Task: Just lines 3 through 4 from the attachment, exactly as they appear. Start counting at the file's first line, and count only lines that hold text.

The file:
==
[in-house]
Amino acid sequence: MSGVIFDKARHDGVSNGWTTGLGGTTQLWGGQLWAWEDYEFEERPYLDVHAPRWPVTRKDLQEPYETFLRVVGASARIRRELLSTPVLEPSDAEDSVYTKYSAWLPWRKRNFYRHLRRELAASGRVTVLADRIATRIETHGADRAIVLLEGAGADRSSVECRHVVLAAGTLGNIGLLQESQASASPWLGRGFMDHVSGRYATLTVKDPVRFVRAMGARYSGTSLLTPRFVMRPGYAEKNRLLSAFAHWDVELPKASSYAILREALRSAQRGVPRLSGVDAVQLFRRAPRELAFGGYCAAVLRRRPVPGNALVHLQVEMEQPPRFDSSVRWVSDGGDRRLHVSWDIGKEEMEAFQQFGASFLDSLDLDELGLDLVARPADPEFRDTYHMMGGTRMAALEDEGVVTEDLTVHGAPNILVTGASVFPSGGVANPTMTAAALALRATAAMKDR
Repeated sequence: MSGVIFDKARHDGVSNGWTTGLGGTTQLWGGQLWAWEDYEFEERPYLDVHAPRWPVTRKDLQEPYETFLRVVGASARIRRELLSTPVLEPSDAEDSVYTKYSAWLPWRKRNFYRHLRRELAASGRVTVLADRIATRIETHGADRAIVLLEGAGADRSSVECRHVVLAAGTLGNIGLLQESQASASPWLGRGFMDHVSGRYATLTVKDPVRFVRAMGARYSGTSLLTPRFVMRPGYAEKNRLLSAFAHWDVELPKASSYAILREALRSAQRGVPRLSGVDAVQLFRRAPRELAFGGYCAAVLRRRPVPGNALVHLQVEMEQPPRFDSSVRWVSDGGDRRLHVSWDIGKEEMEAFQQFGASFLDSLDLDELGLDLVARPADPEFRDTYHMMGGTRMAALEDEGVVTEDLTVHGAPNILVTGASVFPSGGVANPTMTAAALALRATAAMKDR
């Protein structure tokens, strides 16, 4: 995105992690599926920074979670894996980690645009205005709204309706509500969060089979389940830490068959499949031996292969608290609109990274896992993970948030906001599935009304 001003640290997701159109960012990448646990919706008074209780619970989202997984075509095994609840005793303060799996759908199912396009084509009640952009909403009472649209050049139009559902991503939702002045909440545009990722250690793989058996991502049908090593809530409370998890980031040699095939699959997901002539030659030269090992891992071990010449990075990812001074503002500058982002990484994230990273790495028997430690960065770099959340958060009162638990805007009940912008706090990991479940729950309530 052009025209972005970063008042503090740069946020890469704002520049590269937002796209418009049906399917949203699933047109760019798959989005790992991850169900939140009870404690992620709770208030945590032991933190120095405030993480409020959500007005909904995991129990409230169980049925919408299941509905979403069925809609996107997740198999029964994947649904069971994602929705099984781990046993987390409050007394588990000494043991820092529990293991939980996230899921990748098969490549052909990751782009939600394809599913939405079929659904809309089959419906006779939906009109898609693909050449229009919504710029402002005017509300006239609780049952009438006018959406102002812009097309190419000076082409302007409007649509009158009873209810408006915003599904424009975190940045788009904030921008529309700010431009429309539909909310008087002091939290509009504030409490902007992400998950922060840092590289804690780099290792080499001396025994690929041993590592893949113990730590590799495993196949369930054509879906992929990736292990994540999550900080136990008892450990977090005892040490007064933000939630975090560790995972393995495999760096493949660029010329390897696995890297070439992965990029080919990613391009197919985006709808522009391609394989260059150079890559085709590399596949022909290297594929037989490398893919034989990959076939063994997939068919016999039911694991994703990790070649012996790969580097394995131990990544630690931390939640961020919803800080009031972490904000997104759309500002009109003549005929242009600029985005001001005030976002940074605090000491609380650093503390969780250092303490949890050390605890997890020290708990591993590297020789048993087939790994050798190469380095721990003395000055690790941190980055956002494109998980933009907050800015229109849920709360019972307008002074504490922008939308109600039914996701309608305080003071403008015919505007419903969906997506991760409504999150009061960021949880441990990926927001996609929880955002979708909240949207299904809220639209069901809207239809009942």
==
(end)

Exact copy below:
Repeated sequence: MSGVIFDKARHDGVSNGWTTGLGGTTQLWGGQLWAWEDYEFEERPYLDVHAPRWPVTRKDLQEPYETFLRVVGASARIRRELLSTPVLEPSDAEDSVYTKYSAWLPWRKRNFYRHLRRELAASGRVTVLADRIATRIETHGADRAIVLLEGAGADRSSVECRHVVLAAGTLGNIGLLQESQASASPWLGRGFMDHVSGRYATLTVKDPVRFVRAMGARYSGTSLLTPRFVMRPGYAEKNRLLSAFAHWDVELPKASSYAILREALRSAQRGVPRLSGVDAVQLFRRAPRELAFGGYCAAVLRRRPVPGNALVHLQVEMEQPPRFDSSVRWVSDGGDRRLHVSWDIGKEEMEAFQQFGASFLDSLDLDELGLDLVARPADPEFRDTYHMMGGTRMAALEDEGVVTEDLTVHGAPNILVTGASVFPSGGVANPTMTAAALALRATAAMKDR
């Protein structure tokens, strides 16, 4: 995105992690599926920074979670894996980690645009205005709204309706509500969060089979389940830490068959499949031996292969608290609109990274896992993970948030906001599935009304 001003640290997701159109960012990448646990919706008074209780619970989202997984075509095994609840005793303060799996759908199912396009084509009640952009909403009472649209050049139009559902991503939702002045909440545009990722250690793989058996991502049908090593809530409370998890980031040699095939699959997901002539030659030269090992891992071990010449990075990812001074503002500058982002990484994230990273790495028997430690960065770099959340958060009162638990805007009940912008706090990991479940729950309530 052009025209972005970063008042503090740069946020890469704002520049590269937002796209418009049906399917949203699933047109760019798959989005790992991850169900939140009870404690992620709770208030945590032991933190120095405030993480409020959500007005909904995991129990409230169980049925919408299941509905979403069925809609996107997740198999029964994947649904069971994602929705099984781990046993987390409050007394588990000494043991820092529990293991939980996230899921990748098969490549052909990751782009939600394809599913939405079929659904809309089959419906006779939906009109898609693909050449229009919504710029402002005017509300006239609780049952009438006018959406102002812009097309190419000076082409302007409007649509009158009873209810408006915003599904424009975190940045788009904030921008529309700010431009429309539909909310008087002091939290509009504030409490902007992400998950922060840092590289804690780099290792080499001396025994690929041993590592893949113990730590590799495993196949369930054509879906992929990736292990994540999550900080136990008892450990977090005892040490007064933000939630975090560790995972393995495999760096493949660029010329390897696995890297070439992965990029080919990613391009197919985006709808522009391609394989260059150079890559085709590399596949022909290297594929037989490398893919034989990959076939063994997939068919016999039911694991994703990790070649012996790969580097394995131990990544630690931390939640961020919803800080009031972490904000997104759309500002009109003549005929242009600029985005001001005030976002940074605090000491609380650093503390969780250092303490949890050390605890997890020290708990591993590297020789048993087939790994050798190469380095721990003395000055690790941190980055956002494109998980933009907050800015229109849920709360019972307008002074504490922008939308109600039914996701309608305080003071403008015919505007419903969906997506991760409504999150009061960021949880441990990926927001996609929880955002979708909240949207299904809220639209069901809207239809009942």